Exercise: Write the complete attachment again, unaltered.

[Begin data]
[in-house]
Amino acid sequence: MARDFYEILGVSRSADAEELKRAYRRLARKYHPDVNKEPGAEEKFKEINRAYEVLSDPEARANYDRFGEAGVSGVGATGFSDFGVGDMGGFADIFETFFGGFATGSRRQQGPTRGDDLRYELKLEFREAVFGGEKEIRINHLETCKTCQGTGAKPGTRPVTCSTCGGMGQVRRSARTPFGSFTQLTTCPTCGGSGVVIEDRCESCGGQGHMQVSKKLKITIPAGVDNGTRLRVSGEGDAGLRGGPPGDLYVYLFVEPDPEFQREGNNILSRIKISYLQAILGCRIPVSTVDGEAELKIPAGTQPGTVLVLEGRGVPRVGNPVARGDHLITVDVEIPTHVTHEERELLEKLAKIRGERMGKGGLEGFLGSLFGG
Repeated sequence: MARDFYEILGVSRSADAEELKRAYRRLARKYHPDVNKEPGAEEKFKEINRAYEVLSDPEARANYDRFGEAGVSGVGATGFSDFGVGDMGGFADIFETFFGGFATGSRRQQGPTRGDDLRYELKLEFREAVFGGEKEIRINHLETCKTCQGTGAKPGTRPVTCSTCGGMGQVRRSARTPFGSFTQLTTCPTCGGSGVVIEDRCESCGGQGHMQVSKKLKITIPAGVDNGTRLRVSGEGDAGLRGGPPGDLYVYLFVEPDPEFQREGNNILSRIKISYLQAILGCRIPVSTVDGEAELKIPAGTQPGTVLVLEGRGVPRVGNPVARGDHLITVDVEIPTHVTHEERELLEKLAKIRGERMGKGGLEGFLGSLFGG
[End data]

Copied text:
[in-house]
Amino acid sequence: MARDFYEILGVSRSADAEELKRAYRRLARKYHPDVNKEPGAEEKFKEINRAYEVLSDPEARANYDRFGEAGVSGVGATGFSDFGVGDMGGFADIFETFFGGFATGSRRQQGPTRGDDLRYELKLEFREAVFGGEKEIRINHLETCKTCQGTGAKPGTRPVTCSTCGGMGQVRRSARTPFGSFTQLTTCPTCGGSGVVIEDRCESCGGQGHMQVSKKLKITIPAGVDNGTRLRVSGEGDAGLRGGPPGDLYVYLFVEPDPEFQREGNNILSRIKISYLQAILGCRIPVSTVDGEAELKIPAGTQPGTVLVLEGRGVPRVGNPVARGDHLITVDVEIPTHVTHEERELLEKLAKIRGERMGKGGLEGFLGSLFGG
Repeated sequence: MARDFYEILGVSRSADAEELKRAYRRLARKYHPDVNKEPGAEEKFKEINRAYEVLSDPEARANYDRFGEAGVSGVGATGFSDFGVGDMGGFADIFETFFGGFATGSRRQQGPTRGDDLRYELKLEFREAVFGGEKEIRINHLETCKTCQGTGAKPGTRPVTCSTCGGMGQVRRSARTPFGSFTQLTTCPTCGGSGVVIEDRCESCGGQGHMQVSKKLKITIPAGVDNGTRLRVSGEGDAGLRGGPPGDLYVYLFVEPDPEFQREGNNILSRIKISYLQAILGCRIPVSTVDGEAELKIPAGTQPGTVLVLEGRGVPRVGNPVARGDHLITVDVEIPTHVTHEERELLEKLAKIRGERMGKGGLEGFLGSLFGG